Review by Lutz Bendlin
Personal GPS Data Loggers have mushroomed over the last few months. It feels like all GPS device manufacturers have at least one data logger in their product portfolio.
So far, however, there was a substantial usability problem. All these data loggers emulated a serial port over USB, and required the end user to install a driver for that on their PCs (the ubiquitous CP2102 and CP2303 chipset drivers).
In addition, the serial port emulation slowed down the data transfer from the Data Logger to the PC quite a bit, and with ever growing log memory sizes this problem started to get out of hand.
Thankfully we are now seeing the beginning of a new era. The GPS Data Loggers now start to behave like a standard USB memory stick. The data logging itself simply writes to a file on that memory stick, and when you connect your device to the desktop you can immediately work with that resulting file.
This is called the "driverless mode", and it has a nice side effect - these new data loggers can be used with Windows PCs, Macs, and Linux machines directly, without the need for drivers (What do you mean I am repeating myself? This is exciting news!).
Semsons.com have sent us a review unit of the AMOD AGL3080 Photo Logger which represents this new class of devices. Let's check it out.
The AMOD AGL3080 - specifications from the AMOD site
- Driverless, plug & play
- Maximum 1,380,000 logging point (RMC data)
- Memory capacity for maximum 3,833 logging hours (RMC data, 10 sec logging frequency)
- On-The-Spot logging mode switch- You can switch logging mode in just few seconds without PC utility needed in your journey
The GPS chipset is the tried and trusted SiRF-III, so solid GPS performance is guaranteed
As you can see the AMOD is a 128 MB USB memory stick (and you can use it to store any documents and programs besides the GPS data). As a matter of fact the user manual is stored on the device for quick reference.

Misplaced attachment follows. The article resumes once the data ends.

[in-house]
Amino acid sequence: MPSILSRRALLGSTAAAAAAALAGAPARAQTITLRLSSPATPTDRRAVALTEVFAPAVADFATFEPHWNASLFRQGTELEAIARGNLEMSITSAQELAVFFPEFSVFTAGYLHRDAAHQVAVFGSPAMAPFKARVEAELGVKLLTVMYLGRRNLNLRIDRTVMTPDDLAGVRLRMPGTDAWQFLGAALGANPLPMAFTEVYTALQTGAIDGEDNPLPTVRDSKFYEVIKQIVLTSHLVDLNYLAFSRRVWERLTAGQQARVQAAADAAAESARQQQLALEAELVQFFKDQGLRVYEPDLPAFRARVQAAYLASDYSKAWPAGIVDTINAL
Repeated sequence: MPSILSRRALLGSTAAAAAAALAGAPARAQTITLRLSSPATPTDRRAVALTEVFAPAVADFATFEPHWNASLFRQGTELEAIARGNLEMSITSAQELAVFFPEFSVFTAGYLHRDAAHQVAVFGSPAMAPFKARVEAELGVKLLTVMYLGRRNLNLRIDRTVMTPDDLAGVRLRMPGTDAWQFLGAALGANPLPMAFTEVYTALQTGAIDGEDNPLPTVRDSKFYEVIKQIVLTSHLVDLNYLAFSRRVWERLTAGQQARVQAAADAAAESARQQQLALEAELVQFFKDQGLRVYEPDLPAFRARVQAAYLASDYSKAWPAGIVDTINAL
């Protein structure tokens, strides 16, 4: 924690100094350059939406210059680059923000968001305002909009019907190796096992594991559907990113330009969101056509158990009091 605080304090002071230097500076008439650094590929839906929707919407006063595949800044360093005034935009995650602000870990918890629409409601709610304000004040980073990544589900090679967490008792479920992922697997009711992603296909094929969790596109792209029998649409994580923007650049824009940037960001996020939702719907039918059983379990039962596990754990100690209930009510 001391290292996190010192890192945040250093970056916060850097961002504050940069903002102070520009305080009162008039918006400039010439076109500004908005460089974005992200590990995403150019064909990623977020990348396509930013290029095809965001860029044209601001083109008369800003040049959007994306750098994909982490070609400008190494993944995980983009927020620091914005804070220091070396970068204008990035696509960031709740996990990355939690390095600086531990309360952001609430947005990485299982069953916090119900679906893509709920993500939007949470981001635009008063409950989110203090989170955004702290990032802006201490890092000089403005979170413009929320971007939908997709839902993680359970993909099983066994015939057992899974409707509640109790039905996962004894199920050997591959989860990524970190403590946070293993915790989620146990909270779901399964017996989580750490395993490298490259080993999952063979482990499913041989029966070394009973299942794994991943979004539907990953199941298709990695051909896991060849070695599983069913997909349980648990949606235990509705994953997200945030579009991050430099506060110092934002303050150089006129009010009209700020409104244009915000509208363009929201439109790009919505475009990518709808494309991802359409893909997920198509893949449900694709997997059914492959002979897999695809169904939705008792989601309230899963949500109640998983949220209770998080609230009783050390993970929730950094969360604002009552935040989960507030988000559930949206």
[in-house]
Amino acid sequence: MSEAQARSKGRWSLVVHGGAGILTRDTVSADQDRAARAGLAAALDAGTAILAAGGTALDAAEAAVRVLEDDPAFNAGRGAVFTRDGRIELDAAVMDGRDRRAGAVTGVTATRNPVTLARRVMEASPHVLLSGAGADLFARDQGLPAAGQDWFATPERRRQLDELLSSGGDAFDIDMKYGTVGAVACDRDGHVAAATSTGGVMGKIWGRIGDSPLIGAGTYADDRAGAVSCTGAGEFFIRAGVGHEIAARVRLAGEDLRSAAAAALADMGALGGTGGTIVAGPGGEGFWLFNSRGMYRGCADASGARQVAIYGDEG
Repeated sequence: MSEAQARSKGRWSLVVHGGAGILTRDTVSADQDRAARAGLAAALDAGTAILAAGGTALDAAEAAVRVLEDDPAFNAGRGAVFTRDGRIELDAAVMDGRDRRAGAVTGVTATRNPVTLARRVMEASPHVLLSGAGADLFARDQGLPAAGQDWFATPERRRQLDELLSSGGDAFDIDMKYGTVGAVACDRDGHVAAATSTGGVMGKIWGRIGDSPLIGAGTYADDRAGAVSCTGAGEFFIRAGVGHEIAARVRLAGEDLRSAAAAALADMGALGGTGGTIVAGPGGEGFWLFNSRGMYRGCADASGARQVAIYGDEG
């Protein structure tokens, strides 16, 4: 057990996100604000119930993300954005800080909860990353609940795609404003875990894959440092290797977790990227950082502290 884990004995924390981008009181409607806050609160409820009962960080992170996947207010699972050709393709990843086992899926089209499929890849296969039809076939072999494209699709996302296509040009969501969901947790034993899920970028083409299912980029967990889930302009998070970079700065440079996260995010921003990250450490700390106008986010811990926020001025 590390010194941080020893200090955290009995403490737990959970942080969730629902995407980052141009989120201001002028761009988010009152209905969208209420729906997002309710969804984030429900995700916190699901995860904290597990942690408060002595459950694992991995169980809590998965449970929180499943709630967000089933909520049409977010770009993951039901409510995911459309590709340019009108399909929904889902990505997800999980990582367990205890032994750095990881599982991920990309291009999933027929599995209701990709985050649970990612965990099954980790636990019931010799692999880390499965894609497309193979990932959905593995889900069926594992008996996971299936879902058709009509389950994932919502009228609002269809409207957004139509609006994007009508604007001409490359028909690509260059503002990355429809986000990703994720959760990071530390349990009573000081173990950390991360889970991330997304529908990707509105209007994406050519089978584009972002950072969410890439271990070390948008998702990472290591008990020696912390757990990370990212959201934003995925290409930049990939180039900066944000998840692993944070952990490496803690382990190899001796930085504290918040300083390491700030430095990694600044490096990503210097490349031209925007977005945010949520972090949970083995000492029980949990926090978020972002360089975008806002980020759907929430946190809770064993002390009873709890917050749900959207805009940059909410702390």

A new log file is started each time when you switch the device on or when you replace the batteries.
Small kink - the file date for the log files looks like it wasn't set properly when the file is created, hinting at a brute force binary write mode.
A walk around the device
Lets start at the back - the battery compartment cover has this texture that reminds you of the old photo camera cases.
Inside a pleasant surprise - stock AAA batteries
The AMOD uses three AAA batteries, either Alkaline or rechargeables. Battery runtime averages 17 hours of continuous logging. Batteries are not recharged from the USB port, even if you use rechargeables. You need to charge them outside the receiver.
The strap "velcroes" around the large loop at the top of the device.
The USB connector is protected with a rubber flap. But overall the AMOD is very far from being waterproof - that's a pity.
The Mark button on one side...
and the power button on the other.
The LED at the top of the device are thankfully rather discreet while still being perfectly readable even in direct sunlight.
The storage icon also blinks briefly when you press the waypoint button.
Two independent types of operation
1. permanent logging in six preselected modes. GPSVisualizer has a 3 MB data file size limit. So Mode 2 would be recommended for maximum longevity. Modes can be set via the control program, or directly on the device via a cunning combination of keypresses.
2. waypoint marking by pressing the waypoint button briefly.
Waypoints are recorded as part of the normal NMEA stream. Here is an example:
Unfortunately this $ADPMB doesn't help us much... Waypoints need to be converted using the WayPoint Converter from the AMOD website (available for XP/Vista and OSX). After conversion the log file will be enhanced with the standard $GPWPL data, like this:
By the way, batteries are not required to read the data - so even if you ran the batteries on the AMOD into the ground you can still plug the photo logger into your PC or Mac etc, and read the data off the USB stick.
AMOD also supply a program that allows you to geo-tag your photos, including the obligatory option to accommodate clock differences between your camera's clock and the GPS time. We have covered similar phototagging software before so I won't go into details here.